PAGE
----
Desensitizing Around Painful Sounds

sound - riding lawn mower cutting grass
Desensitizing Around Painful Sounds

I use meditation to overcome difficulties around unpleasant thoughts and body sensations, specifically the sound of leaf blowers and lawn mowers. If a landscape crew was on our street, I used to feel panicked, as if the machines (not the workers) might attack, even though I knew I was perfectly safe.

My mind filled with images of drowning in the sound. Negative and judgmental thoughts arose: “Stupid leaf blowers. Why do they have to be so  loud?” I could remind myself all day of my safety, but my jaw tightened, my throat closed, and my stomach tensed regardless.

When I first began to  run, I took the “wrong” medicine. If I saw a landscape company vehicle on our street, I waited until they left.

Eventually, I had enough of this phobia and used meditation to desensitize myself.

I began by running to the end of our short street then back to the house while a landscape vehicle was there, using the unpleasant body sensations relating to the sounds as my object of meditation.

I started with a narrow focus of attention, turning the mind camera onto one particular sensation in my body: usually agitation, which feels like a tense vibration in my face and chest. After I’d passed a few houses, I opened my awareness to the thoughts filling my mind: “Why are these things so  loud!” and “I have to get out of here!”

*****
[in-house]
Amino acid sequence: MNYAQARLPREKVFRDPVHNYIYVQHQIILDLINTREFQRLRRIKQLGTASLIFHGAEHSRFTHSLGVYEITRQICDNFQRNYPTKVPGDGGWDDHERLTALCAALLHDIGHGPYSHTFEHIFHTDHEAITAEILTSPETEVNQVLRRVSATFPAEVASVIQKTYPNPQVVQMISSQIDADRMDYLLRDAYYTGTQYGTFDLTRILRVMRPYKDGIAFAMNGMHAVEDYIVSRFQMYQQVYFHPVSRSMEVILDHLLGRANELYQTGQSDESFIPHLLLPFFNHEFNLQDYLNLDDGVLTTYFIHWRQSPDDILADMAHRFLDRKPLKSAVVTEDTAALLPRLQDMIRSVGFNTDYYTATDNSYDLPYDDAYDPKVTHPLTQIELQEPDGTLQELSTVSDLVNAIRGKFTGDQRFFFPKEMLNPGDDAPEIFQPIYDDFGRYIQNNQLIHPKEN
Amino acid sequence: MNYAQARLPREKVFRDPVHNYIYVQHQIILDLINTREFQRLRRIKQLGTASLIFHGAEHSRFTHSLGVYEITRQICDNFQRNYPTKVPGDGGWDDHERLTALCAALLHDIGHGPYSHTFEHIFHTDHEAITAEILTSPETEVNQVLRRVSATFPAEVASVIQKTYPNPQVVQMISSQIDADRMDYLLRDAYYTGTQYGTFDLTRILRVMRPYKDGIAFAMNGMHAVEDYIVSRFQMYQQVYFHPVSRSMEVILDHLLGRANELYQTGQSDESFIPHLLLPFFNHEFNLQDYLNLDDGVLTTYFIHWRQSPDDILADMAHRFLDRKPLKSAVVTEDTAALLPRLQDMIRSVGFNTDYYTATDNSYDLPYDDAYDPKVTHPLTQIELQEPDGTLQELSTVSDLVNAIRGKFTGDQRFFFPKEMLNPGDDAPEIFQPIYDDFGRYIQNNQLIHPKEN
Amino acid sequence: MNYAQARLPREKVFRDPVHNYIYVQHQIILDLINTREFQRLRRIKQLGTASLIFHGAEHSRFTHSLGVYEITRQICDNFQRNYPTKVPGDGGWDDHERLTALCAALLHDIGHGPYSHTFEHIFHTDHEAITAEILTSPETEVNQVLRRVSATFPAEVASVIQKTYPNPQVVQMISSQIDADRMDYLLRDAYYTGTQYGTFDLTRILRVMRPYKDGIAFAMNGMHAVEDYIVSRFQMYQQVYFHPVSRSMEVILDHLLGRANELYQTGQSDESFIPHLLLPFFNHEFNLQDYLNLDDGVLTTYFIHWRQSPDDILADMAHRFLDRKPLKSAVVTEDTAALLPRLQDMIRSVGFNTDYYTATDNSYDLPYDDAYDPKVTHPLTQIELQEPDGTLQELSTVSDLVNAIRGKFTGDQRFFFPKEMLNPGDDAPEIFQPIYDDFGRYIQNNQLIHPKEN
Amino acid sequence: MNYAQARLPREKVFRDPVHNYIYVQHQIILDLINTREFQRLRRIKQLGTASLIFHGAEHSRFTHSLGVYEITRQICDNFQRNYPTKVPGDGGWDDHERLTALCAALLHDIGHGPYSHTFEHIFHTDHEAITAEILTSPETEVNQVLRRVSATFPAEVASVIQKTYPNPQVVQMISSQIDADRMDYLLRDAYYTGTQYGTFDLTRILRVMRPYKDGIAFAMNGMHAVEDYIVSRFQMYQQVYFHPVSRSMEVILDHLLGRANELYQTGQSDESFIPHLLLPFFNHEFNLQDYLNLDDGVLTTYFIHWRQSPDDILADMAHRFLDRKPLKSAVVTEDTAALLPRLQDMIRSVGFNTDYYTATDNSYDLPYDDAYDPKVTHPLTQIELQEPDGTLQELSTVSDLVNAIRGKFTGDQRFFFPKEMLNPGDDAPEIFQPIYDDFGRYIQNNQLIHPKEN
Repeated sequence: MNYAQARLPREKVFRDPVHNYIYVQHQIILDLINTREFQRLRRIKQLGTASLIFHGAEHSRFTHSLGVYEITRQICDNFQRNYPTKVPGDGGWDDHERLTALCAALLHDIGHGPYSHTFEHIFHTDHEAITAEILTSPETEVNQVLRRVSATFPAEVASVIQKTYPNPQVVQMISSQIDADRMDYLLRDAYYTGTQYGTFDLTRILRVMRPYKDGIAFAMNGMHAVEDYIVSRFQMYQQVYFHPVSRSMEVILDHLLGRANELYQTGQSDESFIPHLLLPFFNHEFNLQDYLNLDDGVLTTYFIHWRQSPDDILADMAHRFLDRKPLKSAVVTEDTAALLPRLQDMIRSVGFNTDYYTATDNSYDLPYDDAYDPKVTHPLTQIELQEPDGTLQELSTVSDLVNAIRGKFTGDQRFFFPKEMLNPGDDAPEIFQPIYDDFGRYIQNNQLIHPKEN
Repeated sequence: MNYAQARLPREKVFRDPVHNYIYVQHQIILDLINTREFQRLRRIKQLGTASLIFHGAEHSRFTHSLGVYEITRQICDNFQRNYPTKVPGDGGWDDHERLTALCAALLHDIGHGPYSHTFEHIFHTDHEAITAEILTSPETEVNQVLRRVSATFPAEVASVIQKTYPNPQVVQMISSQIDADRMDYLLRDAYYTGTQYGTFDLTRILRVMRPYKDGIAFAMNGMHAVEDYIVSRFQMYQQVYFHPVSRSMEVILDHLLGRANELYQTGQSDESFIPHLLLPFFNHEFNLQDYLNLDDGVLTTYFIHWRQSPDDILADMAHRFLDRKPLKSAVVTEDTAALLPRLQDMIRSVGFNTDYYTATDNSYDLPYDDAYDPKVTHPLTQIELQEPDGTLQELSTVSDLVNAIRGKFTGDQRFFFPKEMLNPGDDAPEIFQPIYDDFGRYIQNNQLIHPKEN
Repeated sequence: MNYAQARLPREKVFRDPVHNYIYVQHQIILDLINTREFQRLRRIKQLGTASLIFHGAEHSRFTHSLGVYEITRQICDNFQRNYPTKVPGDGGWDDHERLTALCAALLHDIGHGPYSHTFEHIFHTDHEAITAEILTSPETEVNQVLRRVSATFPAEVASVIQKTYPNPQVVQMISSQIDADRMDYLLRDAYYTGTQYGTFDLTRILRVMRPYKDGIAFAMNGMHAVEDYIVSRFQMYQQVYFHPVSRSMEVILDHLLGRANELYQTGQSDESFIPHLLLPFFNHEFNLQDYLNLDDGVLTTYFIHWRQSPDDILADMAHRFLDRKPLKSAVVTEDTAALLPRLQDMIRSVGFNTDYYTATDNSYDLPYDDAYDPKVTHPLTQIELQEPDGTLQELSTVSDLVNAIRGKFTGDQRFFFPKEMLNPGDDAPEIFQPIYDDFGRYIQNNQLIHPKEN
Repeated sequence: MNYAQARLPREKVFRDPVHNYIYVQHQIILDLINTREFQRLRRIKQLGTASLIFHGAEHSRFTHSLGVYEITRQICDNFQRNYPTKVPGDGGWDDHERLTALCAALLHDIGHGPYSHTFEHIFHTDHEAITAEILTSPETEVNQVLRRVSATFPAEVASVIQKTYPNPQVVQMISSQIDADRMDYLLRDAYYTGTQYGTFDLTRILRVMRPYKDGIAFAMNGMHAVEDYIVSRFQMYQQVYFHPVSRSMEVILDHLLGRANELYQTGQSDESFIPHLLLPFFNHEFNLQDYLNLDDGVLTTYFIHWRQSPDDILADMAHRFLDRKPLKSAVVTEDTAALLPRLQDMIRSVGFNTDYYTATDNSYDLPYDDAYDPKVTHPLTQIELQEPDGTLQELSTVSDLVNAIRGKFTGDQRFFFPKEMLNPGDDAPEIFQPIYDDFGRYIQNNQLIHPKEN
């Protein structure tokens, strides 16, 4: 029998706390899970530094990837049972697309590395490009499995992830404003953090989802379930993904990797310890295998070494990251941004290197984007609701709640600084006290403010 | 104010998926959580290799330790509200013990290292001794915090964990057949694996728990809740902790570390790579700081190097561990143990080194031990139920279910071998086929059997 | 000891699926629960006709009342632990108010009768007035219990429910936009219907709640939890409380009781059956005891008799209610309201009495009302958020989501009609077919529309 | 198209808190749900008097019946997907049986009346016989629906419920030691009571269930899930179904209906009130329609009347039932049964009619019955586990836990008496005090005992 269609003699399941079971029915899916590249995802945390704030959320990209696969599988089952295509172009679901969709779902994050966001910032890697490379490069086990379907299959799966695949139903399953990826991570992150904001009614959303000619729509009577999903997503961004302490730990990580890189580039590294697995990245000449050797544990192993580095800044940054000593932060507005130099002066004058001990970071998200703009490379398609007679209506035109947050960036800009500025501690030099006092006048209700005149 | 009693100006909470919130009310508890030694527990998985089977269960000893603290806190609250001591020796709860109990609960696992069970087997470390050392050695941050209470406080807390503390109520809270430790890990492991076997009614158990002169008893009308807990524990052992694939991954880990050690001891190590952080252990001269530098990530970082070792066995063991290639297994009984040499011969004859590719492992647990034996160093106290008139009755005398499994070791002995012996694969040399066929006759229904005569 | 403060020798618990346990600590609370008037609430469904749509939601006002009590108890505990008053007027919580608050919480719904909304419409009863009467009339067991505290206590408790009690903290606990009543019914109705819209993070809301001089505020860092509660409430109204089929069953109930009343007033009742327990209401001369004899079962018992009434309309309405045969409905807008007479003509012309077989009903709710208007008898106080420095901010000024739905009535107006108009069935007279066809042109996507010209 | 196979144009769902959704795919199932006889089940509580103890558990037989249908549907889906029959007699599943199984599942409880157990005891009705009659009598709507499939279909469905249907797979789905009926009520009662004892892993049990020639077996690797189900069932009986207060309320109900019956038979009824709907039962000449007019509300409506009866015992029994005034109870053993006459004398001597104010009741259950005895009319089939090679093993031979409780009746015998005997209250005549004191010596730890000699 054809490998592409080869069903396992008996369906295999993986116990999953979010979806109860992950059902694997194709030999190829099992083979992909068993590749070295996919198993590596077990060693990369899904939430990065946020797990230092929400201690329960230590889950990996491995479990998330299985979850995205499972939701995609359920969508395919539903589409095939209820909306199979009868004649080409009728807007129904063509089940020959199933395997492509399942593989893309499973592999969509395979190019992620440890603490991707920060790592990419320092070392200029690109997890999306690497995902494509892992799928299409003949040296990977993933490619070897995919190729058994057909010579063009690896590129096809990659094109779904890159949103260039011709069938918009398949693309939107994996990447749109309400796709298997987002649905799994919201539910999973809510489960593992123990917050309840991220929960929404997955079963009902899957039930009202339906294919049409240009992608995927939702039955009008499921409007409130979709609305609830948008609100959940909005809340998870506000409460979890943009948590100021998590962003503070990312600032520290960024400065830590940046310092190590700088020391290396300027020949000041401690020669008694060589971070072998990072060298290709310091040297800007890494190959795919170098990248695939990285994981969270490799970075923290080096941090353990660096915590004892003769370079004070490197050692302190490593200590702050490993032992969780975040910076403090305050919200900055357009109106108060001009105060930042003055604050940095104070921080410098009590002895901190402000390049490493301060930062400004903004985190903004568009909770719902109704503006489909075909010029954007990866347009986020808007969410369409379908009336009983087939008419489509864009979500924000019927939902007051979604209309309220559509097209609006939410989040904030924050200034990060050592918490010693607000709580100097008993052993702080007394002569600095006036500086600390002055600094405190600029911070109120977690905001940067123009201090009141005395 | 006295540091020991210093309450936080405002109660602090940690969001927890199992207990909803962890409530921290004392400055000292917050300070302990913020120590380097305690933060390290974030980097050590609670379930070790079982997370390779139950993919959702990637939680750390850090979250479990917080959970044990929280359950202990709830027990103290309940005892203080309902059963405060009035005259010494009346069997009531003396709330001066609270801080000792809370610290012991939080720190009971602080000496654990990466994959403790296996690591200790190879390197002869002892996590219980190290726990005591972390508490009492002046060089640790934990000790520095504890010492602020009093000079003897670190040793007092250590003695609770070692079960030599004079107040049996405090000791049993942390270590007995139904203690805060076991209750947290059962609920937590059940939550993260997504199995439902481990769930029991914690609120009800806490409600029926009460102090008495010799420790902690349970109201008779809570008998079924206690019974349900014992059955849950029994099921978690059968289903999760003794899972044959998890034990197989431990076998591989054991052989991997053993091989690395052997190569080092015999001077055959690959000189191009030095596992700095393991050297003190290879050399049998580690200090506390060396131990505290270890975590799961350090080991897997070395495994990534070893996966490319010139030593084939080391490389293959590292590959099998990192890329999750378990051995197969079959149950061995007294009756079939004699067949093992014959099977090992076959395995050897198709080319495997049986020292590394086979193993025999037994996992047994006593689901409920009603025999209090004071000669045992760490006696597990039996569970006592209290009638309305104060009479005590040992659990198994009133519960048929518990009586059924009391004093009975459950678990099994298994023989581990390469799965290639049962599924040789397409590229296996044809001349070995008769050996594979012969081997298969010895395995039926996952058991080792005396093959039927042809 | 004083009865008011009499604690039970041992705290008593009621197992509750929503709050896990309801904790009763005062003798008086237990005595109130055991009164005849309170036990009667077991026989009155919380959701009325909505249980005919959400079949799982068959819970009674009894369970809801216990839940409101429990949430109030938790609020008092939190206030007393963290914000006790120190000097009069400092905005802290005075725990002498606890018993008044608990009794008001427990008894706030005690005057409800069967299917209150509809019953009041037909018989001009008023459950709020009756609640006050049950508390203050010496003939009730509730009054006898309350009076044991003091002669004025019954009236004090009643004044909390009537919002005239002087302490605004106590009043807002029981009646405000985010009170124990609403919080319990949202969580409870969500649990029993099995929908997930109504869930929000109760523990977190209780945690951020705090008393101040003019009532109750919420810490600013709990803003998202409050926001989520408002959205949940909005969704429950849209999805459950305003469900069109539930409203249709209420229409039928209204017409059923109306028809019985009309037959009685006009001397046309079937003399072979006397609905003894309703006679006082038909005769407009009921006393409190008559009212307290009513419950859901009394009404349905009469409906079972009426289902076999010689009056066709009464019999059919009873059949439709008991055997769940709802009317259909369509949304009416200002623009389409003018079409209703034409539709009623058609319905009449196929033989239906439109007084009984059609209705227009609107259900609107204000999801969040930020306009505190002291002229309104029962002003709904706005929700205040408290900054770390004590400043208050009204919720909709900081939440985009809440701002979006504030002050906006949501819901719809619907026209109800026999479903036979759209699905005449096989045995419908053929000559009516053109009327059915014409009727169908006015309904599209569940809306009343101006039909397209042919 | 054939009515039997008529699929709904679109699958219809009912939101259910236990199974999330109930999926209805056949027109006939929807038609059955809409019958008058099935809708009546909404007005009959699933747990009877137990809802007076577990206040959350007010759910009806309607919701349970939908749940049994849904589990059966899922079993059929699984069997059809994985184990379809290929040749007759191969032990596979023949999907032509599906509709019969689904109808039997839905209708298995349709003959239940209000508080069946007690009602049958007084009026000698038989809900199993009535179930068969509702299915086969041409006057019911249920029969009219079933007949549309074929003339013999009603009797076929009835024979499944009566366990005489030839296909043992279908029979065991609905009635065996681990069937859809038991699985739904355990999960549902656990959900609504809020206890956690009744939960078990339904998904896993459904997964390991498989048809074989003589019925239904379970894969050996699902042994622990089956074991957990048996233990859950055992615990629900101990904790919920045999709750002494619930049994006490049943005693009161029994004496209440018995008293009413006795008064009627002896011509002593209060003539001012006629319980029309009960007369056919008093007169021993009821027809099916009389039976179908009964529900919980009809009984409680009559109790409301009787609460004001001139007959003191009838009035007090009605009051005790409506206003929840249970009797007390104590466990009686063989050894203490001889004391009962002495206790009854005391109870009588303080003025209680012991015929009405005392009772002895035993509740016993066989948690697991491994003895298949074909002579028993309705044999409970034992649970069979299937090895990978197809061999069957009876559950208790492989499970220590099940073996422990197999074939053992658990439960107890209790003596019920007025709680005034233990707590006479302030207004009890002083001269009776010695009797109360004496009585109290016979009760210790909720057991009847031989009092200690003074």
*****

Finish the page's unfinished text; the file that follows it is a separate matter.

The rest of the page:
At first, I had no equanimity and no awareness that the sensations and thoughts moved.

But leaf blowers continued to offer an opportunity to untangle thoughts from body sensations and a chance to drop the scary story I had made. I built up to longer intervals, used a wider focus of  awareness, and kept doing my best to open my mind and calm myself. Eventually, I was able to leave the house for a run even if a landscaping truck  was on the street.

Leaf blowers and lawnmowers still demand my attention. But I have choices.

I can be pissed off about how these sounds ruin my peaceful, meditative run. I can ignore them and push myself to focus on my breath or other sensations, or I can broaden my awareness, work with what’s arising, and let  the leaf blowers and lawnmowers—and my illusions about them—be the object. It still requires effort. I’ll never enjoy the sounds. But they no longer trap me in the house. That progress generates positive body sensations, and I focus on those.

I have included more than twenty “Your Turn” exercises in the book Make Every Move a Meditation.

This excerpt is from Make Every Move a Meditation by Nita Sweeney. Buy the paperback, ebook, or audiobook now at Amazon or Mango Publishing Group.